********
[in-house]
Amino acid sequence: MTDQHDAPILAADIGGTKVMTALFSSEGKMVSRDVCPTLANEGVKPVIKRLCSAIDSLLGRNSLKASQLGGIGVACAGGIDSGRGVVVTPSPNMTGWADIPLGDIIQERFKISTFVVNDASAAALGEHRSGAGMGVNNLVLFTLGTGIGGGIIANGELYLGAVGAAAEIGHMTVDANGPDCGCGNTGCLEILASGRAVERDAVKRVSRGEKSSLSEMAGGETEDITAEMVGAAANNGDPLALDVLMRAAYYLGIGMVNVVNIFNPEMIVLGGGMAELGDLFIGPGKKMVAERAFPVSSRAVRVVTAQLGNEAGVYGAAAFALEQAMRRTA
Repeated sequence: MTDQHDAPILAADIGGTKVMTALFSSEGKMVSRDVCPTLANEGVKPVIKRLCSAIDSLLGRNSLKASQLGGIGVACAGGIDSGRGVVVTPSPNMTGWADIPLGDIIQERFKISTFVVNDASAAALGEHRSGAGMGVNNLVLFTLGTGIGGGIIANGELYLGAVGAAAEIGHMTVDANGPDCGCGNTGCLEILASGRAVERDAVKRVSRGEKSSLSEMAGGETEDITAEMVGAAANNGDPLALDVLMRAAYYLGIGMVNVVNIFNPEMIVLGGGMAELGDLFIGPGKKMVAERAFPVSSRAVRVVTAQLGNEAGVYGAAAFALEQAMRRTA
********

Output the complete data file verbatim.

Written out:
[in-house]
Amino acid sequence: MTDQHDAPILAADIGGTKVMTALFSSEGKMVSRDVCPTLANEGVKPVIKRLCSAIDSLLGRNSLKASQLGGIGVACAGGIDSGRGVVVTPSPNMTGWADIPLGDIIQERFKISTFVVNDASAAALGEHRSGAGMGVNNLVLFTLGTGIGGGIIANGELYLGAVGAAAEIGHMTVDANGPDCGCGNTGCLEILASGRAVERDAVKRVSRGEKSSLSEMAGGETEDITAEMVGAAANNGDPLALDVLMRAAYYLGIGMVNVVNIFNPEMIVLGGGMAELGDLFIGPGKKMVAERAFPVSSRAVRVVTAQLGNEAGVYGAAAFALEQAMRRTA
Repeated sequence: MTDQHDAPILAADIGGTKVMTALFSSEGKMVSRDVCPTLANEGVKPVIKRLCSAIDSLLGRNSLKASQLGGIGVACAGGIDSGRGVVVTPSPNMTGWADIPLGDIIQERFKISTFVVNDASAAALGEHRSGAGMGVNNLVLFTLGTGIGGGIIANGELYLGAVGAAAEIGHMTVDANGPDCGCGNTGCLEILASGRAVERDAVKRVSRGEKSSLSEMAGGETEDITAEMVGAAANNGDPLALDVLMRAAYYLGIGMVNVVNIFNPEMIVLGGGMAELGDLFIGPGKKMVAERAFPVSSRAVRVVTAQLGNEAGVYGAAAFALEQAMRRTA